Tax implications are factored in when determining whether to settle or take a personal injury claim to trial. Damages and settlement awards from personal injury suits usually comprise of tax-free compensatory damages for physical injury or illness. However, there are certain damages and settlement awards that are not tax-free. How proceeds are characterized determines the amount of tax a litigant must pay. Settlements provide more control over the characterization of proceeds, since the parties can negotiate allocations. If the case goes to trial, the judge or jury characterize the proceeds.

Damages and Settlement Awards for Physical Injury or Illness

In general, proceeds for personal injuries or physical illness are not taxed by the federal government or state taxing authorities. Awards for medical expenses are also non-taxable, unless the litigant took an itemized deduction for medical expenses in a prior year. For instance, if the litigant was injured in a car accident in 2015 and awarded $100,000 for medical expenses in 2016, the $100,000would not be taxable. However, if the litigant took an itemized deduction of $100,000 in 2015 for medical expenses, he or she would need to report the $100,000 to the Internal Revenue Service (IRS).

Damages and Settlement Awards for Emotional Distress

Emotional distress compensation may be non-taxable if the distress originated from a physical injury or illness. For instance, if the litigant was injured in a car accident and suffered emotional distress while in recovery, compensation for that emotional distress would be non-taxable. If the emotional distress was not caused by a physical injury or illness, then it would be taxable. The same rule for medical expense deductionsapply.

Lost Wages or Lost Profits

Compensation for lost wages or lost business profits is usually taxable as compensation for taxable income. In personal injury suits, however, compensation for lost wages or business profits are not taxable. The lost wages or lost business profits must related to a physical injury or illness to receive non-tax treatment.

Loss in Property Value

If damages or a settlement award compensates for a loss in property value, it is not taxable. For instance, compensation for a damaged vehicle would not have to be reported to the IRS. However, if the property settlement exceeds the property’s adjusted basis (the purchase price with tax adjustments), then the excess is reportable income.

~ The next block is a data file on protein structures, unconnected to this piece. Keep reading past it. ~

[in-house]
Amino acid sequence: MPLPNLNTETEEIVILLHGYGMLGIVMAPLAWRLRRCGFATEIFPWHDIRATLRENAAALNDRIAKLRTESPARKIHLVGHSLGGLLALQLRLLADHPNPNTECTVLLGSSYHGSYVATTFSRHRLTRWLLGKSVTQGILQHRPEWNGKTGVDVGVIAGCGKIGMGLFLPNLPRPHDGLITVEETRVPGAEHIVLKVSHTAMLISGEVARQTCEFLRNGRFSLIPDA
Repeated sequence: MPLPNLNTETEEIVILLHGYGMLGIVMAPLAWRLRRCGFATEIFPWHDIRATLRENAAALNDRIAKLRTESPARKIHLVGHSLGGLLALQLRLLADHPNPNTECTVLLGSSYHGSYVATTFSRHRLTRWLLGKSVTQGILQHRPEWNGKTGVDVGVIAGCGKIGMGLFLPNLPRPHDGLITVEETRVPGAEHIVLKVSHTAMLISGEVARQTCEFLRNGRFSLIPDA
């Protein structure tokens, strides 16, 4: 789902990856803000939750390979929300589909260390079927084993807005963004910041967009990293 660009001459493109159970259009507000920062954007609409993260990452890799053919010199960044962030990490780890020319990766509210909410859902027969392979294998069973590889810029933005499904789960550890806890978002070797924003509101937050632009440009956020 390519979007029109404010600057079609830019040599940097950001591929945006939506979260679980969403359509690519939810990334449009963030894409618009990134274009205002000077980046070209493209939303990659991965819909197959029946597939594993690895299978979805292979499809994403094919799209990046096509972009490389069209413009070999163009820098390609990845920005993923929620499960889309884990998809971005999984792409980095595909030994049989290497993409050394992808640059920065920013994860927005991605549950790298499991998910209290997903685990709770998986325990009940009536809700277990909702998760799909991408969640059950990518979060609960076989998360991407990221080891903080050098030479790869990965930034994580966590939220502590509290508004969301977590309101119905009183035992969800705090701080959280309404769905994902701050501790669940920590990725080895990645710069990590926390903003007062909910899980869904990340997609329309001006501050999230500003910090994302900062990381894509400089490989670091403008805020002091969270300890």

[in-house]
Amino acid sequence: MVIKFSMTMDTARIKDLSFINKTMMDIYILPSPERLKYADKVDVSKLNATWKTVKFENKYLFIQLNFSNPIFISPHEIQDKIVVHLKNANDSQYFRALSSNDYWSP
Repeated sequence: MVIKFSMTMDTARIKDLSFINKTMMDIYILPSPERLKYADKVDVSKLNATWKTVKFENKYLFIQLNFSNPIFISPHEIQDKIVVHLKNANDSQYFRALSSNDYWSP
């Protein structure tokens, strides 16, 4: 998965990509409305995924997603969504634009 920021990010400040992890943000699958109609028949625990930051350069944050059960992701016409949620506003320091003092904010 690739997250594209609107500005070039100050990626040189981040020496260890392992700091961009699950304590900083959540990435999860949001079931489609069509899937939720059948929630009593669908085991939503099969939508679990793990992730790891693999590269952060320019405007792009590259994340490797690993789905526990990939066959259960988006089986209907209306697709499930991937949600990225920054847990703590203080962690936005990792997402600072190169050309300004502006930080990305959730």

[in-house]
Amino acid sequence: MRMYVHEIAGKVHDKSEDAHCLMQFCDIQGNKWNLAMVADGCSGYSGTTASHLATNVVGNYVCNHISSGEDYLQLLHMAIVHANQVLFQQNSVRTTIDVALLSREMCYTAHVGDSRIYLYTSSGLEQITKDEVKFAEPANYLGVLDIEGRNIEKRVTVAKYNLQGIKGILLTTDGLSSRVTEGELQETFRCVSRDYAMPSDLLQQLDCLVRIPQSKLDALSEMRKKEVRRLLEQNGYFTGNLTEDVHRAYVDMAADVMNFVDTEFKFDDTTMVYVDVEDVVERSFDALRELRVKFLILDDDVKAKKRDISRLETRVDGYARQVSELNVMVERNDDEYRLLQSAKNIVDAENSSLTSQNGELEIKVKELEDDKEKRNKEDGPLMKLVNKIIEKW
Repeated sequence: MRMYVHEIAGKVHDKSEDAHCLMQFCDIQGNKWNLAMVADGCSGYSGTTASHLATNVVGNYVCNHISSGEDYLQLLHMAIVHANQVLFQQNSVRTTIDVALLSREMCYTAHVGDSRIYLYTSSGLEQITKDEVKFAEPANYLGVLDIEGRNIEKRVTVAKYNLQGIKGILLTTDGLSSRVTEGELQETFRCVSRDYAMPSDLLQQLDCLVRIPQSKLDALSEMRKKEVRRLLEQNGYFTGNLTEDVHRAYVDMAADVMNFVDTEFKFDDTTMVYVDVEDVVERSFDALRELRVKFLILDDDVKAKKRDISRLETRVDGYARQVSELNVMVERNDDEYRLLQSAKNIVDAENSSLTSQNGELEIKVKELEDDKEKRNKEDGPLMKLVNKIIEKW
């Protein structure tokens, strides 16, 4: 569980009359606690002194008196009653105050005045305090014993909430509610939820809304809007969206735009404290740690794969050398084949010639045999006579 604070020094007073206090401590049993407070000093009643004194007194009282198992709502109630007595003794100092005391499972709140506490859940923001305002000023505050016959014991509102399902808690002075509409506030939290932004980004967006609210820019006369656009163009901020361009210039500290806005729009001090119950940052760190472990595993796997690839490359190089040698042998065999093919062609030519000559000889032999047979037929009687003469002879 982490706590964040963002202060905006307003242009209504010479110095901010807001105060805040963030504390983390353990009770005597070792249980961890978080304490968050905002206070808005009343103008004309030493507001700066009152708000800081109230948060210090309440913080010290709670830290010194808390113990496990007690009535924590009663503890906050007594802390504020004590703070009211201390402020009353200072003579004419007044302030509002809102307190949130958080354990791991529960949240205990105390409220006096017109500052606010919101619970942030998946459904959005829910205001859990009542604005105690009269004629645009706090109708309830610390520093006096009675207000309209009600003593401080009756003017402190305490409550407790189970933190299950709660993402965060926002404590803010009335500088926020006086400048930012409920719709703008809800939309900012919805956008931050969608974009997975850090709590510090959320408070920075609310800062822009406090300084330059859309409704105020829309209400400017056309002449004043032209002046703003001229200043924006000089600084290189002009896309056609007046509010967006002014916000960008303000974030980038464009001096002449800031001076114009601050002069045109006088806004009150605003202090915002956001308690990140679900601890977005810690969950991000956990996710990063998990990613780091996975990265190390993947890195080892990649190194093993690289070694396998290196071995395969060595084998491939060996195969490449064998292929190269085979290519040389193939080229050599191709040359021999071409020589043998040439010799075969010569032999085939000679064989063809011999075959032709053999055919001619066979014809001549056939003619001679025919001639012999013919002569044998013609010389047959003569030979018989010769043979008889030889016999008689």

If a portion of a settlement or award is for interest, it is treated as “interest income” and is taxable. It is important to note that many state courts will add interest to award amounts for the time period the case was pending.

Punitive Damages

Punitive damages are usually considered taxable income, even if awarded to compensate for physical injury or illness. Punitive damages are amounts paid to punish the opposing party for wrongdoing. If punitive damages are awarded at trial, the attorney will ask the judge or jury to allocate the award between compensatory and punitive damages.

Are Attorney Fees Deductible in Personal Injury Cases?

Awards for attorney fees are taxable, but attorney fees may be deducted from the taxable portion of the proceeds. For instance, say the litigant was awarded $200,000, $100,000 in compensatory damages and $100,000 in punitive damages, and the attorney’s fee was 40% of the proceeds. The litigant may only deduct$40,000 from the portion awarded for punitive damages, since that portion is taxable.

Attorney fees are also treated as miscellaneous itemized deduction items, and thus, cannot be deducted if the standard deduction is taken. Itemizing deductions is only advantageous if all of the taxpayer’s deductions are greater than the standard deduction. In 2015, the standard deduction for single taxpayers was $6,300.  A litigant should only deduct attorney fees if their deductible items are more than the standard deduction.

Can a Personal Injury Award Increase Your Tax Rate?

Tax rates are another consideration when characterizing settlement awards. Taxable compensation, such as punitive damages and interest, is taxed as ordinary income. This means that the award is added to other ordinary income, such as wages, and could push the litigant into another tax bracket and increase their tax rate.

Should I Speak to a Tax Attorney?

For the tax-conscious litigant, settlement negotiations provide more control over the characterization of proceeds. It you have filed a personal injury claim, speaking with a tax attorney could optimize your tax consequences.